I still don’t understand the accent

Famous people come to Newfoundland, too! This past Saturday, Colin James came. He, along with his co-guitarist named Chris Caddell, were great.

Colin James & Chris Caddell in NL!

Also, Jerry Seinfeld is coming on Friday. That’s right. THE Jerry Seinfeld! And yes, we’re going 🙂
I must admit, from my limited number of weeks that I have had on the Rock, the Autumn weather has been quite lovely. While nearly every person I have so far met has warned me about the atrocities that comes with Winter, they all agree that September to October is a great time to be outdoors.

So,we’ve started seizing the moment on Saturday and Sunday’s (when Tim is free to play!), so when it’s sunny, we go outside pronto. Since I read the official tourist guidebook (from cover to cover) last weekend (when it was raining), I have created a list of sites that I’m planning on dragging Tim (and other visitors) to. So, Sunday morning we went to Butterpot (I prefer Buttercup) Provincial Park. 

Butterpot Provincial Park blue sky and blue river

Even though it was technically closed, we’re in St. John’s… aka free-parking-everywhere-and-if-there-isn’t-parking-then-just-make-your-own-spot. We went on a short-ish trail up to the top of Butter Pot Hill – here, the land is made of giant boulders/rock because during the last glaciation approximately 10,000 years ago, giant sheets of ice scraped the land, dragging boulders.

At the top!

Is it a tourist thing to pile rocks? Tim showing me where things are in St. John’s below.

That’s the top of where we hiked!

For those interested in the type of foliage found here, it is Boreal forest, dominated by black spruce (perhaps the motivation for “Through the Black Spruce” by Joseph Boyden, which is a fantastic novel about the Beothuk in Newfoundland and highly recommended) and balsam fir (?). 

Such a green forest!

Among these trees, we also spotted blueberries and little red berries, so a lovely spot for black bears. A quick Google search tells me that there are “approximately 10,000 of North America’s black bear, some topping a whopping 650 lbs.” AND we happened to be hiking in one of the two black bear seasons – not coincidentally, the seasons mirror NL tourist seasons.

Top of the rock pile!

Another activity I did was go to see two documentaries with a new friend of mine. Before the films started, there was a brief speech praising the documentaries (both of the films’ producers were in the audience!) Then, the speech ended and the films were supposed to start. However, we all sat in the dark for an extended (and awkward) silence (I’m guessing tech issues) until a local man pulled out his…harmonica…and started playing. Everyone clapped for him. This is the stuff that happens in St. John’s.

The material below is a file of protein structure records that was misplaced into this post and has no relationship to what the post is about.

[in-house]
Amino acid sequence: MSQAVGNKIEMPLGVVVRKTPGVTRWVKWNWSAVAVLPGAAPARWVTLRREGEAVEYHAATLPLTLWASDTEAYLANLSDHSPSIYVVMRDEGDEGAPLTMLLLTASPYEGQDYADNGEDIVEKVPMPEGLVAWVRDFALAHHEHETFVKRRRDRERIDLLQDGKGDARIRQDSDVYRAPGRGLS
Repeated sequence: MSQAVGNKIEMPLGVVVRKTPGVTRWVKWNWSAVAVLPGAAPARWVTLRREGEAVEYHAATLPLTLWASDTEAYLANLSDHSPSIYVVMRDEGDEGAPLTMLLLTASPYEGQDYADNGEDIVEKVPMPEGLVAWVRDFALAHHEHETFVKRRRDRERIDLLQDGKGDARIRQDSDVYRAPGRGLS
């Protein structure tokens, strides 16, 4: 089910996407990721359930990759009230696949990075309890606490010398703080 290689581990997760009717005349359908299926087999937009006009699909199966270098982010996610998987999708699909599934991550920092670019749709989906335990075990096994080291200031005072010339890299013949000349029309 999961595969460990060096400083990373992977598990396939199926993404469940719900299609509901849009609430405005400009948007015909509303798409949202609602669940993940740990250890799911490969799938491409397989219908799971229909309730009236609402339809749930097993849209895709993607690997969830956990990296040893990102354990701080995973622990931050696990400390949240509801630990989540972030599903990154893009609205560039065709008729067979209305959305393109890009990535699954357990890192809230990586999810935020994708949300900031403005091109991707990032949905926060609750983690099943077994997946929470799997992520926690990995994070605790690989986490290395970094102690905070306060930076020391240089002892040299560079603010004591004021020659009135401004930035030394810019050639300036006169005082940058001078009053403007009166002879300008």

Anyway, the first was a short independent film called “Hand. Line. Cod.” made about Fogo Island. Fogo Island is a massively expensive, yet popular, destination (for the 1% – rooms at the Inn are $1,700 per night) north of St. John’s that was made popular courtesy of Gwyneth Paltrow this past summer. The documentary features fishermen who make their living selling cod caught with fishing lines (as opposed to trawlers). The depletion of cod is a sad story here in Newfoundland but many fishermen believe that the cod have started to return! Cod caught with hand lines is significantly better for the environment but also a premium culinary treat, so the fish are shipped to hoity toity restaurants in Toronto (e.g. Ruby Watchco) and have been quite popular. I highly recommend the film – it’s playing at Toronto International Film Festival.

The second film just won an award at an Italian film festival. It is called “Theater of Life” and it is about a famous Italian chef named Massimo Bottura who opened up the most beautiful soup kitchen for Italy’s disadvantaged. His plan was (and is) to take all of the leftover (discarded) food from Italy’s 2015 World Expo and produce these wonderful, tasty dishes for those that are homeless or living in shelters, but, more importantly, to gather individuals to share meals so that they, too, can have this feeling of being ‘home’. It’s a really good idea, particularly because 1.3 billion tons of food is wasted globally. Apart from the fact that this is disgusting because there are roughly 2 billion people in the world who suffer from malnutrition, it’s bad for the environment! Not everywhere (e.g. St. John’s) has city-wide compost, so lots of food gets tossed. Anyway, it’s pretty cool because Massimo called upon many globally-renown chefs to cook for a day or two in the kitchen and one of those chefs was Jeremy Charles, who opened two really good restaurants here in St. John’s. And, this celebrity chef was also in the audience last night. Massimo also opened up one in Rio during the Olympics in Brazil, and plans to open another in NYC.

On the home front, all has been great… but that was before I went into our creepy basement to do laundry. To my shock and dismay, I found A DEAD MOUSE in the middle of the floor, like it had just stopped and had a heart attack (from the creepiness of our basement). So, when I let my heart beat settle (aka when Tim got home), we (read: Tim) dealt with it.

More to come. 

Just down the road from us!

~ Nicole & Tim


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